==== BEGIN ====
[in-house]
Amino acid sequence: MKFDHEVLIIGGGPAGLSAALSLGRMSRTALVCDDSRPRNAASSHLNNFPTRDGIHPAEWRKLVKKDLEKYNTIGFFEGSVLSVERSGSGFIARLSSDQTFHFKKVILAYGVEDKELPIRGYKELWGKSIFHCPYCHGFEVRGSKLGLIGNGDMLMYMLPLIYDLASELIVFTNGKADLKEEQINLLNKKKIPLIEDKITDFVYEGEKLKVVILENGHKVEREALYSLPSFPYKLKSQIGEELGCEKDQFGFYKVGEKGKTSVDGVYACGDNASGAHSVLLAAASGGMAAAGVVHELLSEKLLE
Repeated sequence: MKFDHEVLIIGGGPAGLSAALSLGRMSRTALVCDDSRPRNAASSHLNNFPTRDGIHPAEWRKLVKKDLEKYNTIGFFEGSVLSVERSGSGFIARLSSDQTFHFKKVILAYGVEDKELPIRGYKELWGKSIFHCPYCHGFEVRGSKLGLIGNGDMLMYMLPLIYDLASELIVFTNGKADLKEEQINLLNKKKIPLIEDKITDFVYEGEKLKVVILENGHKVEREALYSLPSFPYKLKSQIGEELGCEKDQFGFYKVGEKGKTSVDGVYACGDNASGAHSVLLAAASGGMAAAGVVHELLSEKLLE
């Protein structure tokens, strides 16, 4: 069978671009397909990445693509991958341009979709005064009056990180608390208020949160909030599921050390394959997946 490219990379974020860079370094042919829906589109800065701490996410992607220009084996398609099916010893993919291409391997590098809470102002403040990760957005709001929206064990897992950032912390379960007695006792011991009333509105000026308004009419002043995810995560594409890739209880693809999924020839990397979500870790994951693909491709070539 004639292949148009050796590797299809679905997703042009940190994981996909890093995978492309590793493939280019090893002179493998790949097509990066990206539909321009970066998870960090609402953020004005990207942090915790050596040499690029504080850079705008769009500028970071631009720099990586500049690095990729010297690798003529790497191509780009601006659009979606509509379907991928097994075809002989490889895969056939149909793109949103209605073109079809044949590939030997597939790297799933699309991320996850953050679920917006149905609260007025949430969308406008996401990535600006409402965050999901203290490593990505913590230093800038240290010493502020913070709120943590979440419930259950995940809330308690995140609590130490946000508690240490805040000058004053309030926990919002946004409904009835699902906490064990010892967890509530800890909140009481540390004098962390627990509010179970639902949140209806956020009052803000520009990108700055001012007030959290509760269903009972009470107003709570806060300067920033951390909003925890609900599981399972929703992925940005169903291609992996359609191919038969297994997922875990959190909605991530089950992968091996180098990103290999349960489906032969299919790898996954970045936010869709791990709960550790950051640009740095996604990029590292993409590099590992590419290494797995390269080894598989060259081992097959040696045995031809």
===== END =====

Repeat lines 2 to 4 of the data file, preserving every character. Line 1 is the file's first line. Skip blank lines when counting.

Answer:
Amino acid sequence: MKFDHEVLIIGGGPAGLSAALSLGRMSRTALVCDDSRPRNAASSHLNNFPTRDGIHPAEWRKLVKKDLEKYNTIGFFEGSVLSVERSGSGFIARLSSDQTFHFKKVILAYGVEDKELPIRGYKELWGKSIFHCPYCHGFEVRGSKLGLIGNGDMLMYMLPLIYDLASELIVFTNGKADLKEEQINLLNKKKIPLIEDKITDFVYEGEKLKVVILENGHKVEREALYSLPSFPYKLKSQIGEELGCEKDQFGFYKVGEKGKTSVDGVYACGDNASGAHSVLLAAASGGMAAAGVVHELLSEKLLE
Repeated sequence: MKFDHEVLIIGGGPAGLSAALSLGRMSRTALVCDDSRPRNAASSHLNNFPTRDGIHPAEWRKLVKKDLEKYNTIGFFEGSVLSVERSGSGFIARLSSDQTFHFKKVILAYGVEDKELPIRGYKELWGKSIFHCPYCHGFEVRGSKLGLIGNGDMLMYMLPLIYDLASELIVFTNGKADLKEEQINLLNKKKIPLIEDKITDFVYEGEKLKVVILENGHKVEREALYSLPSFPYKLKSQIGEELGCEKDQFGFYKVGEKGKTSVDGVYACGDNASGAHSVLLAAASGGMAAAGVVHELLSEKLLE
């Protein structure tokens, strides 16, 4: 069978671009397909990445693509991958341009979709005064009056990180608390208020949160909030599921050390394959997946 490219990379974020860079370094042919829906589109800065701490996410992607220009084996398609099916010893993919291409391997590098809470102002403040990760957005709001929206064990897992950032912390379960007695006792011991009333509105000026308004009419002043995810995560594409890739209880693809999924020839990397979500870790994951693909491709070539 004639292949148009050796590797299809679905997703042009940190994981996909890093995978492309590793493939280019090893002179493998790949097509990066990206539909321009970066998870960090609402953020004005990207942090915790050596040499690029504080850079705008769009500028970071631009720099990586500049690095990729010297690798003529790497191509780009601006659009979606509509379907991928097994075809002989490889895969056939149909793109949103209605073109079809044949590939030997597939790297799933699309991320996850953050679920917006149905609260007025949430969308406008996401990535600006409402965050999901203290490593990505913590230093800038240290010493502020913070709120943590979440419930259950995940809330308690995140609590130490946000508690240490805040000058004053309030926990919002946004409904009835699902906490064990010892967890509530800890909140009481540390004098962390627990509010179970639902949140209806956020009052803000520009990108700055001012007030959290509760269903009972009470107003709570806060300067920033951390909003925890609900599981399972929703992925940005169903291609992996359609191919038969297994997922875990959190909605991530089950992968091996180098990103290999349960489906032969299919790898996954970045936010869709791990709960550790950051640009740095996604990029590292993409590099590992590419290494797995390269080894598989060259081992097959040696045995031809």